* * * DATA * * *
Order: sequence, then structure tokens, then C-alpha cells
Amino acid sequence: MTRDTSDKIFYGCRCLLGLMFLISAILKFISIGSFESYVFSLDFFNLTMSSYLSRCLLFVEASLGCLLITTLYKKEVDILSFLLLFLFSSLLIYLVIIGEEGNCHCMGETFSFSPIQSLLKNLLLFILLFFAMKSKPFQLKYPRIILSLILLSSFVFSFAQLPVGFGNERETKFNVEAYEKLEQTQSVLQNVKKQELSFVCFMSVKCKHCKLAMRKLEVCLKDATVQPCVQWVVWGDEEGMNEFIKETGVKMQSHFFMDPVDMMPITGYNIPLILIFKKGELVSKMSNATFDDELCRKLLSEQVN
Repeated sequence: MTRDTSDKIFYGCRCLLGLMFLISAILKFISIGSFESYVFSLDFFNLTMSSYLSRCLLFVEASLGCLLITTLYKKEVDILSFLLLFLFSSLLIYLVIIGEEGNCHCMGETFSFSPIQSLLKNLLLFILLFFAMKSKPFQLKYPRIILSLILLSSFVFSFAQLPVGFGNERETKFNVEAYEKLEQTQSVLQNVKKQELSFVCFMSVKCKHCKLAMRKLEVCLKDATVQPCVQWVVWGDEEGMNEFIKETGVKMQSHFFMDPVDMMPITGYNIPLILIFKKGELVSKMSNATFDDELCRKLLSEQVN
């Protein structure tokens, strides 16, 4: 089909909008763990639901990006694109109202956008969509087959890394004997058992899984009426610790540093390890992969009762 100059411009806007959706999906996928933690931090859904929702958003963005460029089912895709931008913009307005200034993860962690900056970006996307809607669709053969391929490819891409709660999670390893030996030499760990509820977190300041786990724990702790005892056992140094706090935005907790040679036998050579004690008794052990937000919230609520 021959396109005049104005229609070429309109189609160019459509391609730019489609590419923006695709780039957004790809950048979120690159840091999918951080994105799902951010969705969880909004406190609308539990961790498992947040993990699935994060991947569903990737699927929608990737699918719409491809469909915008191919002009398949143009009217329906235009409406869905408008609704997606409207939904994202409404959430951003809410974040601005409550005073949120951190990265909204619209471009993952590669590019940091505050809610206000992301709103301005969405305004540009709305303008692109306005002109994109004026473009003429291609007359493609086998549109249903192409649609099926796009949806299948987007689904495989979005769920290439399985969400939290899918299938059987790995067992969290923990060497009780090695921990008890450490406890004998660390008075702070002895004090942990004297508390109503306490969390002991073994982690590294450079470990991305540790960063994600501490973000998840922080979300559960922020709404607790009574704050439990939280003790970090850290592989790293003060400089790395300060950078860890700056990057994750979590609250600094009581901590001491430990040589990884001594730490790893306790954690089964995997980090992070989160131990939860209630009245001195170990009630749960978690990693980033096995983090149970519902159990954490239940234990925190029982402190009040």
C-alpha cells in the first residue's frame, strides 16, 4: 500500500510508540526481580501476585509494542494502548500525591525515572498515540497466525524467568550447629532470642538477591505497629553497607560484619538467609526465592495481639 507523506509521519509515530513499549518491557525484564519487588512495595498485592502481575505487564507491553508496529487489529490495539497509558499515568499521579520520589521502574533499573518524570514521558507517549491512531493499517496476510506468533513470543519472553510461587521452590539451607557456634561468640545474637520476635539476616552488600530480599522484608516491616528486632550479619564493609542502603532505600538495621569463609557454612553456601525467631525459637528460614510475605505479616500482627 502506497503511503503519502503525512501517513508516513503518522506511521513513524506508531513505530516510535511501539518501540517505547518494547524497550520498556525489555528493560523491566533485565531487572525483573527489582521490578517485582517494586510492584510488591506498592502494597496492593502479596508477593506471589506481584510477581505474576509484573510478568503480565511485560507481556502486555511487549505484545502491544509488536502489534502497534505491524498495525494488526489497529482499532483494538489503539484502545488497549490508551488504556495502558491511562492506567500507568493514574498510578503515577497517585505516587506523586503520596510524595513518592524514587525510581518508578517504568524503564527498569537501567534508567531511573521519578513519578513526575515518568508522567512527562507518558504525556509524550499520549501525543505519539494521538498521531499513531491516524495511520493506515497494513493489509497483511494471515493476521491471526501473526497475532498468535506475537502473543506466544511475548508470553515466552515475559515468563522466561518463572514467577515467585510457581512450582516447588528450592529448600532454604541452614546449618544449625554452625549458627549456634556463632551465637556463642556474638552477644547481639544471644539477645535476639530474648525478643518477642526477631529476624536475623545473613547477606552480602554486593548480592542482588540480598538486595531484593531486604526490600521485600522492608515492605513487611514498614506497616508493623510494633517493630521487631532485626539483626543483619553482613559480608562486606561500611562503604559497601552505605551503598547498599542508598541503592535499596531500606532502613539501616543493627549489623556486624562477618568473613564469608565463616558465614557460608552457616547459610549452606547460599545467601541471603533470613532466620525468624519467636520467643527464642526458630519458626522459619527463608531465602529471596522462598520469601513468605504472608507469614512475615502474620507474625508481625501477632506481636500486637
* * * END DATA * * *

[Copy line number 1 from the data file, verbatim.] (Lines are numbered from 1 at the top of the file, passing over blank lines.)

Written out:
Order: sequence, then structure tokens, then C-alpha cells